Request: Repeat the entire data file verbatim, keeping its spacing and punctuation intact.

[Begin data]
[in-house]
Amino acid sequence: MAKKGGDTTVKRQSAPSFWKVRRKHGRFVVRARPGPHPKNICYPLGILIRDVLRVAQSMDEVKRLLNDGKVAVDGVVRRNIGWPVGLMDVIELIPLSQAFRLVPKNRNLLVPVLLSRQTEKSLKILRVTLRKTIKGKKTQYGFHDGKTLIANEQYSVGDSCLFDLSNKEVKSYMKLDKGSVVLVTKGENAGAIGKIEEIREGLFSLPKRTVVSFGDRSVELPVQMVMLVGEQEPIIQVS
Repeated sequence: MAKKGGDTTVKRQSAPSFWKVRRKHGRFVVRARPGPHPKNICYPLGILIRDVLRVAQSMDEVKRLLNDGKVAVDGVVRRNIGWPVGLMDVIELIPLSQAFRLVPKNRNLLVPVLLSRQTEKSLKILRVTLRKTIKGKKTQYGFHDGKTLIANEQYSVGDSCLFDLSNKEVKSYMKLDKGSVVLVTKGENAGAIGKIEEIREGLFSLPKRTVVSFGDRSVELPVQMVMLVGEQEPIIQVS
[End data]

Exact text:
[in-house]
Amino acid sequence: MAKKGGDTTVKRQSAPSFWKVRRKHGRFVVRARPGPHPKNICYPLGILIRDVLRVAQSMDEVKRLLNDGKVAVDGVVRRNIGWPVGLMDVIELIPLSQAFRLVPKNRNLLVPVLLSRQTEKSLKILRVTLRKTIKGKKTQYGFHDGKTLIANEQYSVGDSCLFDLSNKEVKSYMKLDKGSVVLVTKGENAGAIGKIEEIREGLFSLPKRTVVSFGDRSVELPVQMVMLVGEQEPIIQVS
Repeated sequence: MAKKGGDTTVKRQSAPSFWKVRRKHGRFVVRARPGPHPKNICYPLGILIRDVLRVAQSMDEVKRLLNDGKVAVDGVVRRNIGWPVGLMDVIELIPLSQAFRLVPKNRNLLVPVLLSRQTEKSLKILRVTLRKTIKGKKTQYGFHDGKTLIANEQYSVGDSCLFDLSNKEVKSYMKLDKGSVVLVTKGENAGAIGKIEEIREGLFSLPKRTVVSFGDRSVELPVQMVMLVGEQEPIIQVS